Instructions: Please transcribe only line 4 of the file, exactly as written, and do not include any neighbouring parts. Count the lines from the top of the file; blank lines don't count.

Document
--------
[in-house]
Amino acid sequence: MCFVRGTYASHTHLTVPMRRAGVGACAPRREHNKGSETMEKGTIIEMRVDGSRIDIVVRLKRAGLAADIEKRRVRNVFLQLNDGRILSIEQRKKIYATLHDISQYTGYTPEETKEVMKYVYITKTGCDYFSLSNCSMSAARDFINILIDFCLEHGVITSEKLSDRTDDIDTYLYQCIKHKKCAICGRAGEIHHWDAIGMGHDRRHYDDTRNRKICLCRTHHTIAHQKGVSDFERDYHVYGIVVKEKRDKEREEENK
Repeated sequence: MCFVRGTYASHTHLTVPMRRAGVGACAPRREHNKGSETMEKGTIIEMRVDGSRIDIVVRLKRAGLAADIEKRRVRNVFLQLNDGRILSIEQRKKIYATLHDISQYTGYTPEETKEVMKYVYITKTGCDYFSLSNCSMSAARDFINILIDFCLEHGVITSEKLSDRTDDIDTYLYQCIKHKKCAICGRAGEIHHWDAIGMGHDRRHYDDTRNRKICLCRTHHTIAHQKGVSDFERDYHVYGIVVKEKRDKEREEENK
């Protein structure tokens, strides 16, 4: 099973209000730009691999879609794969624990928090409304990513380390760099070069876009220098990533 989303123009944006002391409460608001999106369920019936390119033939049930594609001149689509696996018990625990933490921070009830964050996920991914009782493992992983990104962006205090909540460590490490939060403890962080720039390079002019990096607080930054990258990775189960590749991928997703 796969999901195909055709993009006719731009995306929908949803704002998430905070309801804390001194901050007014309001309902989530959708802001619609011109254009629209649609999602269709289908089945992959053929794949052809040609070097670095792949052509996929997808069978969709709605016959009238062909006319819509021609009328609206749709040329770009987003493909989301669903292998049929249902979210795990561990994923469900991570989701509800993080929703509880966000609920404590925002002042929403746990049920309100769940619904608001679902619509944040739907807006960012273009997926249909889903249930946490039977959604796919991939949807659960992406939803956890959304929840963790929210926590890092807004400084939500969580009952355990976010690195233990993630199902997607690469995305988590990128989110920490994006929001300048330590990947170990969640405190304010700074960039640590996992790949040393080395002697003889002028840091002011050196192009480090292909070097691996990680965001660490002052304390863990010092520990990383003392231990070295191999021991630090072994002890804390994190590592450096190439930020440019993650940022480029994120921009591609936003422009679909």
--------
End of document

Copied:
């Protein structure tokens, strides 16, 4: 099973209000730009691999879609794969624990928090409304990513380390760099070069876009220098990533 989303123009944006002391409460608001999106369920019936390119033939049930594609001149689509696996018990625990933490921070009830964050996920991914009782493992992983990104962006205090909540460590490490939060403890962080720039390079002019990096607080930054990258990775189960590749991928997703 796969999901195909055709993009006719731009995306929908949803704002998430905070309801804390001194901050007014309001309902989530959708802001619609011109254009629209649609999602269709289908089945992959053929794949052809040609070097670095792949052509996929997808069978969709709605016959009238062909006319819509021609009328609206749709040329770009987003493909989301669903292998049929249902979210795990561990994923469900991570989701509800993080929703509880966000609920404590925002002042929403746990049920309100769940619904608001679902619509944040739907807006960012273009997926249909889903249930946490039977959604796919991939949807659960992406939803956890959304929840963790929210926590890092807004400084939500969580009952355990976010690195233990993630199902997607690469995305988590990128989110920490994006929001300048330590990947170990969640405190304010700074960039640590996992790949040393080395002697003889002028840091002011050196192009480090292909070097691996990680965001660490002052304390863990010092520990990383003392231990070295191999021991630090072994002890804390994190590592450096190439930020440019993650940022480029994120921009591609936003422009679909």